In one respect, this commitment undergirded much of his financial success. He saw first-hand the overlap between profitable solutions and God?s will. There is a common ground, an intersection of the two realms. Operating in that intersection, Cathy was industrious and his work ethic shaped the corporation culture. In that intersection, Cathy cut no more corners to serve the highest quality food he could produce. As he likes to say, "There?s always a market for the best." He cared for his employees, sought to meet their many needs, and reaped the lowest turnover in the industry. All of these actions he saw as honoring God by honoring his employees and customers. Cathy had, in fact, discovered another winning recipe for building repeat business, high-Market share and employee commitment.

However, as a man of principle, Cathy knew that his no-compromise approach to honoring God must also apply to those times when profitability and God?s will seemed mutually exclusive. So in the midst of Chick-fil-A?s 1982 crisis, he went on retreat to strategize with his top managers. It was on this retreat that Truett Cathy rededicated his business to God and, in conjunction with his management team, crafted a new corporate mission statement: "To glorify God by being a faithful steward of all that is entrusted to us and to have positive influence on all who come in contact with Chick-fil-A."

Consistent with this vision, Cathy remained resolute in proscribing Sunday work. Regardless of how much revenue could be generated or what capital was required, Cathy?s restaurants would remain closed on the Sabbath. Period. God?s will was paramount. Cathy determined that one day of rest to obey the Fourth Commandment) see Ex. 20:8-11) and let his employees attend worship if they desired would honor God. If God wanted this six-day-a-week operation to shut down, then that?s what could and should happen, Cathy concluded.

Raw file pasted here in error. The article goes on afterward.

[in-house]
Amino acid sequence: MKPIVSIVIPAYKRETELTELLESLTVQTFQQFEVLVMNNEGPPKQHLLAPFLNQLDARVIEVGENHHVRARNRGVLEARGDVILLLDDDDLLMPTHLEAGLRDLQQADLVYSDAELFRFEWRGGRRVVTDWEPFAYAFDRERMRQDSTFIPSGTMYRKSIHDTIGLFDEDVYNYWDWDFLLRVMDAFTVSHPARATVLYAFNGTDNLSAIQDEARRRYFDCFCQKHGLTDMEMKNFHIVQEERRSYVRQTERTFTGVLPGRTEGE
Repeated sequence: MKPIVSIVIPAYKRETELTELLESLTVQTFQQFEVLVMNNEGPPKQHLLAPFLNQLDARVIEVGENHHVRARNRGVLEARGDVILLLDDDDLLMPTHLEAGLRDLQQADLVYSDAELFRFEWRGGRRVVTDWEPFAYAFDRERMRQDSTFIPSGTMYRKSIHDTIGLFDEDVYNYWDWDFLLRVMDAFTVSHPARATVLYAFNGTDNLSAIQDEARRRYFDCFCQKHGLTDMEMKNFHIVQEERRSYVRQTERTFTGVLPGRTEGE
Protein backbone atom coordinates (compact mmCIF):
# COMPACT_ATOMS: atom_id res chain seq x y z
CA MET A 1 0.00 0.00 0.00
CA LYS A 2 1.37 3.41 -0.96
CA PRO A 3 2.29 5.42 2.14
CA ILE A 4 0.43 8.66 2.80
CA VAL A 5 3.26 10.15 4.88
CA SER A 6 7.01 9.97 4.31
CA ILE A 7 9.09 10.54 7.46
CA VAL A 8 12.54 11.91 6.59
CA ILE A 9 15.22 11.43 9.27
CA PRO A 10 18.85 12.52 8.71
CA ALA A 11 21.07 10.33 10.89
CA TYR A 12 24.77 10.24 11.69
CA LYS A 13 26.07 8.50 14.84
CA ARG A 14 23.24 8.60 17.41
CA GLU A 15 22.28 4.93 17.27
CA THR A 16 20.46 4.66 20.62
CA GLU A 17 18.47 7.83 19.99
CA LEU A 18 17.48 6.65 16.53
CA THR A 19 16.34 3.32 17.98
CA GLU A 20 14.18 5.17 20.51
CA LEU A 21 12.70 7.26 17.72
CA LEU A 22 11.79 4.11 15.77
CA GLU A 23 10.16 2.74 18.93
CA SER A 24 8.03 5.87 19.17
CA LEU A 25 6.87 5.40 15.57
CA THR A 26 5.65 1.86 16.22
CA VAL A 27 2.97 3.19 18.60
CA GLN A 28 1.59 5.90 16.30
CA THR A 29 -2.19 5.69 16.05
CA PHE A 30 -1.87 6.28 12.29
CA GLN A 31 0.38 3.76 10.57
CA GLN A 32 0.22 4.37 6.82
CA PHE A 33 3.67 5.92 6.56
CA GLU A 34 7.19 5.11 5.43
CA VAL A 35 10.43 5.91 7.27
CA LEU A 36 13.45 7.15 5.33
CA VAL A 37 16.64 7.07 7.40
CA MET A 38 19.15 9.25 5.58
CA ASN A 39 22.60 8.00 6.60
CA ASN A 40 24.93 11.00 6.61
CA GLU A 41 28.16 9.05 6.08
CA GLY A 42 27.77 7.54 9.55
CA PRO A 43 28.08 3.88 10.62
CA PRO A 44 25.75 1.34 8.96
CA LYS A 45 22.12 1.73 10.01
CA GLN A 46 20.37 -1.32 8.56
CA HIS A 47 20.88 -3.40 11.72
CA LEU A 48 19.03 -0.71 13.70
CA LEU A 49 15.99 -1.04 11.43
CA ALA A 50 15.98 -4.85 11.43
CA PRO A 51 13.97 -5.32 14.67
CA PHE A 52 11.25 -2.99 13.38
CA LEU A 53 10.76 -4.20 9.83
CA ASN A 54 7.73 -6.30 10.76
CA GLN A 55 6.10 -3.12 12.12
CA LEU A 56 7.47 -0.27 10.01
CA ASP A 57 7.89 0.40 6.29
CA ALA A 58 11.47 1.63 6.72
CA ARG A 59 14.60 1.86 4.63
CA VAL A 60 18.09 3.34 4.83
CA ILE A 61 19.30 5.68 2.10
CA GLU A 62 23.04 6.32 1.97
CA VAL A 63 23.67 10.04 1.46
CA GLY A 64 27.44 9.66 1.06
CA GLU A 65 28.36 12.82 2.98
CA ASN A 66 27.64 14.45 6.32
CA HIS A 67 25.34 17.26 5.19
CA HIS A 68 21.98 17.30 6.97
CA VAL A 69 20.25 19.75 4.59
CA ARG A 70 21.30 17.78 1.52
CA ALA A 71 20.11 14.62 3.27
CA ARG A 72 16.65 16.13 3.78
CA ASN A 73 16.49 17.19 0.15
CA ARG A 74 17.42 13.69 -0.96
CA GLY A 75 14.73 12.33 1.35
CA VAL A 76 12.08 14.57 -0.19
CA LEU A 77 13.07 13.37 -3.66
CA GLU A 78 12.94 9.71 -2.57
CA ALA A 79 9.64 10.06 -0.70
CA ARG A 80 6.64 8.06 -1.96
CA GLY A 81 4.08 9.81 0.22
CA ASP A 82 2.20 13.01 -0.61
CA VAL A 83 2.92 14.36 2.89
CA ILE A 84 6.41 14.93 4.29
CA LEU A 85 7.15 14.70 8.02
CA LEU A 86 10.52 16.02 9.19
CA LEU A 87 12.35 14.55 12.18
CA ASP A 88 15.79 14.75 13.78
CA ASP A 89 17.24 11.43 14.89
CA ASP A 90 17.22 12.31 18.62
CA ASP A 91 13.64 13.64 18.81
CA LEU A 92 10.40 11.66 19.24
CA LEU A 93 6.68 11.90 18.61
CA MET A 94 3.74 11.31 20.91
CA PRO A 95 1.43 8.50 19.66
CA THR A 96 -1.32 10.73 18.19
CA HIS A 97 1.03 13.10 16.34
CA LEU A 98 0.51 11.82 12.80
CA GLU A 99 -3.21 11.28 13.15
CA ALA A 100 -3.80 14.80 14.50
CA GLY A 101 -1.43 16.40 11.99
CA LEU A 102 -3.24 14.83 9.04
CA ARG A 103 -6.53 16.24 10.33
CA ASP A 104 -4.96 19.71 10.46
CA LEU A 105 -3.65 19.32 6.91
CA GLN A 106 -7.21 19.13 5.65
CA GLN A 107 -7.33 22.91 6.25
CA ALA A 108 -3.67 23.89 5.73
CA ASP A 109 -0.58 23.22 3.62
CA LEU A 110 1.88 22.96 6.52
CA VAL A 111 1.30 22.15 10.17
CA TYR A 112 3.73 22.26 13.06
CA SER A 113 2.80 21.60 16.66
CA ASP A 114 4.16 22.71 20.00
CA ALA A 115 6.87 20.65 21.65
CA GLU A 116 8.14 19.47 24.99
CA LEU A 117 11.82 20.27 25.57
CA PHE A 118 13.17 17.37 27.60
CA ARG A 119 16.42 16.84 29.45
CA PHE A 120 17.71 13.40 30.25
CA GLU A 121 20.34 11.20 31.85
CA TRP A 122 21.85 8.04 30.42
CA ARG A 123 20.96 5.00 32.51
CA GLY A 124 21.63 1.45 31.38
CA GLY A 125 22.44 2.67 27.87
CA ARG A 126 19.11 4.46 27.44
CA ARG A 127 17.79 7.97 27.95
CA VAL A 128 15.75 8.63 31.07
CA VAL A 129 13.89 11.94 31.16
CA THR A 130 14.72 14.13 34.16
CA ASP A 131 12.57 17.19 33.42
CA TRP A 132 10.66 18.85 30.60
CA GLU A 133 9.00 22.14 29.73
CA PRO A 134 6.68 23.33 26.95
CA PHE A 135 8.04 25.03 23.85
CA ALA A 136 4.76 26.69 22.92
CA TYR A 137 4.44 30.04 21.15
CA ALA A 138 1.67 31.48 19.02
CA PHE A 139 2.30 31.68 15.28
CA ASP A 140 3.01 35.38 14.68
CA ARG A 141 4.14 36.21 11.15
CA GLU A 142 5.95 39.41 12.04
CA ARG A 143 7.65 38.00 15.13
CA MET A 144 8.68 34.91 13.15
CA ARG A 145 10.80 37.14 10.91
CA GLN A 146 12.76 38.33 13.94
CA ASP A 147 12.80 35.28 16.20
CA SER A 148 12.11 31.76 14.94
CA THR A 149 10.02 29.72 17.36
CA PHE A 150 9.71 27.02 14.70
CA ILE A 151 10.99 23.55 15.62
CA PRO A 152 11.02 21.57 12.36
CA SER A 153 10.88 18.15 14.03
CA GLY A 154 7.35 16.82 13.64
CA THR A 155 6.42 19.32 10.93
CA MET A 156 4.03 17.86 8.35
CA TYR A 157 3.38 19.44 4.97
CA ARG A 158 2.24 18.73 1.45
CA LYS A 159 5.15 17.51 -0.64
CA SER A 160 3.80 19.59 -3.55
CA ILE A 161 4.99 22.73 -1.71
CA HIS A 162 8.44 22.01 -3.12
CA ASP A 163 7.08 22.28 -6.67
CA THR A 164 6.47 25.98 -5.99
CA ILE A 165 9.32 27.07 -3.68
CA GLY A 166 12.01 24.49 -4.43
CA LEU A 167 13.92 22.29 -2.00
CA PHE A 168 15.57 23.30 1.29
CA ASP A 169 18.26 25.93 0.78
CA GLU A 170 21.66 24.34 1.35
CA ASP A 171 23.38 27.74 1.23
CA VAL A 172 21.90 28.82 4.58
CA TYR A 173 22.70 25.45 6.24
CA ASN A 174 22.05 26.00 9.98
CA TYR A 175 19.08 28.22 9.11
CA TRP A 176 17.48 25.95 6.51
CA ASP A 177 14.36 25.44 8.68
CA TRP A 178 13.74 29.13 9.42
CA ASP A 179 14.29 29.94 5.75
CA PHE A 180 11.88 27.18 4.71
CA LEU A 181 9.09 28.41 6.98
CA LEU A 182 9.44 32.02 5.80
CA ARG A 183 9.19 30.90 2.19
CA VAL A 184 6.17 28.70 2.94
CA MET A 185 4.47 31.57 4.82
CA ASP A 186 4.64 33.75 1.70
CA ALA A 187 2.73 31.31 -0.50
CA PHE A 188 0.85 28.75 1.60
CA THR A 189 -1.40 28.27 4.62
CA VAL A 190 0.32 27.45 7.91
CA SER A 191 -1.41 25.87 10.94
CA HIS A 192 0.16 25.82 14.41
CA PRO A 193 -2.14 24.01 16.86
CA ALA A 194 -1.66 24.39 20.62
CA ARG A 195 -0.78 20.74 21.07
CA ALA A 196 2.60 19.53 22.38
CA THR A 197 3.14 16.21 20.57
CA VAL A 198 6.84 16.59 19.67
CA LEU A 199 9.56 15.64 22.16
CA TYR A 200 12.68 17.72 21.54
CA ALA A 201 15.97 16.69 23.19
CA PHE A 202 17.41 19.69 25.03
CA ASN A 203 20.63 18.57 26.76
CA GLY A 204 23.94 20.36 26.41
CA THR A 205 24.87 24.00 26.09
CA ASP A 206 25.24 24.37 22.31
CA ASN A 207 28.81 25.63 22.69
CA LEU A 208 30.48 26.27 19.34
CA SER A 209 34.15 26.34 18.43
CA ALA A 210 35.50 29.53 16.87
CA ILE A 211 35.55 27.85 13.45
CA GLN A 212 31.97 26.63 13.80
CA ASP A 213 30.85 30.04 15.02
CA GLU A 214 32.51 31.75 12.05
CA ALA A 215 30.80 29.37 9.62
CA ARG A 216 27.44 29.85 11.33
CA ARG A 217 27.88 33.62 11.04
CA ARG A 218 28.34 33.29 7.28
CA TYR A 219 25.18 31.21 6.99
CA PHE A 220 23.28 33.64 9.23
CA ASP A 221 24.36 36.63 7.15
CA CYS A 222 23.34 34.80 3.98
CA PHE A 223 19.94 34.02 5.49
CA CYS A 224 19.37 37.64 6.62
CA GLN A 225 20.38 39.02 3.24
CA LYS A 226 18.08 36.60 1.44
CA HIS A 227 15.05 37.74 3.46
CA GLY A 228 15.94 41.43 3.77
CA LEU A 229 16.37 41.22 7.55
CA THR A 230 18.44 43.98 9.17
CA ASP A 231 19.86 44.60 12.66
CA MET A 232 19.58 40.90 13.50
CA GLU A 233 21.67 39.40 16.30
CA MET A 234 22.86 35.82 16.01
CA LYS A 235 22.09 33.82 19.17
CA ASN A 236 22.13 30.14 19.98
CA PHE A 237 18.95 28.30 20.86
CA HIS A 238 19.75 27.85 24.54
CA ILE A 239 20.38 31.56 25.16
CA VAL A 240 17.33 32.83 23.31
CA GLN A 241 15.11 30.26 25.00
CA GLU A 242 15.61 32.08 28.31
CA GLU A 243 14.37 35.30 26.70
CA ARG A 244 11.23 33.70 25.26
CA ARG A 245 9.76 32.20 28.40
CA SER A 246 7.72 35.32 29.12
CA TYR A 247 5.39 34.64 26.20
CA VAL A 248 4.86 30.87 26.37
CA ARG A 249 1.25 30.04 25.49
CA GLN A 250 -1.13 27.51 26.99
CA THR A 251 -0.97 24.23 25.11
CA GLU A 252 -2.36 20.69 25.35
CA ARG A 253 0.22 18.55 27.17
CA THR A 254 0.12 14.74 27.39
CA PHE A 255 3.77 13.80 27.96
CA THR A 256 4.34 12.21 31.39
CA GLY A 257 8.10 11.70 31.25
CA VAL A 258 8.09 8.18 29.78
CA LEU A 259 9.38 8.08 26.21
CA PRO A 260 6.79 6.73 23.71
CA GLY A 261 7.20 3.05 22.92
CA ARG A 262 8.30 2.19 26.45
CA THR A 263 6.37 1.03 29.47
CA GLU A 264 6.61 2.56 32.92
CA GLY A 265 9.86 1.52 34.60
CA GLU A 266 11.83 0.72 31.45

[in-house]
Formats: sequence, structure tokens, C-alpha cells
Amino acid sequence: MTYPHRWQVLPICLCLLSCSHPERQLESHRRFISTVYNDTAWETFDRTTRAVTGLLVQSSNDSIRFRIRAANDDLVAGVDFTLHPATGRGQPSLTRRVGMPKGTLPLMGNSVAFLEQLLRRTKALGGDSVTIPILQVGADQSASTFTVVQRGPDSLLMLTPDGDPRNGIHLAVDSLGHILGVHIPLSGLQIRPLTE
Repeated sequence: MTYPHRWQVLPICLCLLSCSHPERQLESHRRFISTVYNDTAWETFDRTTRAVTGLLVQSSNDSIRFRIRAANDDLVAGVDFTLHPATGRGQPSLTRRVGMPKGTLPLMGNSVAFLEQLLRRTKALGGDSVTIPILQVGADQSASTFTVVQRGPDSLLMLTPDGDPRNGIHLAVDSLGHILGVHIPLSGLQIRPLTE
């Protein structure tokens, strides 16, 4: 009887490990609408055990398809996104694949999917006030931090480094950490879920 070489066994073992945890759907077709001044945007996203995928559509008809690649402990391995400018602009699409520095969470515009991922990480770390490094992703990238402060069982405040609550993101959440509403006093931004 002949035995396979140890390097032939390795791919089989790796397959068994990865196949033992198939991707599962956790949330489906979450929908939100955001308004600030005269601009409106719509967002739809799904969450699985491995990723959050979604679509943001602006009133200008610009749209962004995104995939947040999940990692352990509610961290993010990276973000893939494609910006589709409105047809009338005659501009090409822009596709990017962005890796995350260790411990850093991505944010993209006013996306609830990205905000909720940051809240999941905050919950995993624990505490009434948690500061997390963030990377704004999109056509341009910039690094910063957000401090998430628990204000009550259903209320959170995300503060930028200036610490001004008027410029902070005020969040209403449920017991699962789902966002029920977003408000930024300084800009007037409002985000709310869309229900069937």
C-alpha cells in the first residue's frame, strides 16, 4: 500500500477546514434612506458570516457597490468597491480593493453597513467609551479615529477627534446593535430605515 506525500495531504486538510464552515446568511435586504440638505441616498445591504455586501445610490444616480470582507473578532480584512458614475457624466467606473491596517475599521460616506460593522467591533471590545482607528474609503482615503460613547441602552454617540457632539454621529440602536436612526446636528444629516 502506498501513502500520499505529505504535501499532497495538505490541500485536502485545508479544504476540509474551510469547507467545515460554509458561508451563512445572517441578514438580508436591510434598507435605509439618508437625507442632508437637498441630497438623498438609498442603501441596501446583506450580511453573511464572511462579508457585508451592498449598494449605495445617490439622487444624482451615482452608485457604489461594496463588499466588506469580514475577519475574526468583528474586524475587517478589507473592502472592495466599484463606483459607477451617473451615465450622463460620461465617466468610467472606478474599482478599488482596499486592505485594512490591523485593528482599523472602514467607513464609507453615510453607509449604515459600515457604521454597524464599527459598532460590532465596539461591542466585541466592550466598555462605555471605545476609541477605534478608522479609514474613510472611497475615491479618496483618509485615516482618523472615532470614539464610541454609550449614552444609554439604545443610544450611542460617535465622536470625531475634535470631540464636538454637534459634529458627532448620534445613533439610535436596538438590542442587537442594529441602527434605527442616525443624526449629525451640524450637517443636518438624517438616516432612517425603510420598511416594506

Significantly, this story has a happy ending. Cathy?s company navigated through the crises for a year until the economy recovered and interest rates and chicken prices declined. With the addition of innovative new menu items, sales accelerated throughout the 1980s and ?90s and today, Chick-fil-A boasts more than 750 locations internationally with over a half-billion dollars in annual revenue. So stable is his market position that Cathy cheerfully claims to even be helping the competitions, noting that "some of our competitors in the malls tell me that they wouldn?t have made it if we didn?t close on Sundays!"

Saying yes to God on the job does not always precipitate financial or career success.

Applying our faith invites both triumph and trial. For those who genuinely devote their work to God, though, the challenge is to recognize that God is at work regardless the outcome. Our God is the real Boss, the inerrant consultant for every decision, and the immovable anchorman in this daily tug-of-war. And he promises us success (in His eyes) when we unalterably stand by our commitment to Him.

Taken from Management by Proverbs by Michael A. Zigarelli. Moody Bible Institute of Chicago. Moody Press. Used by permission.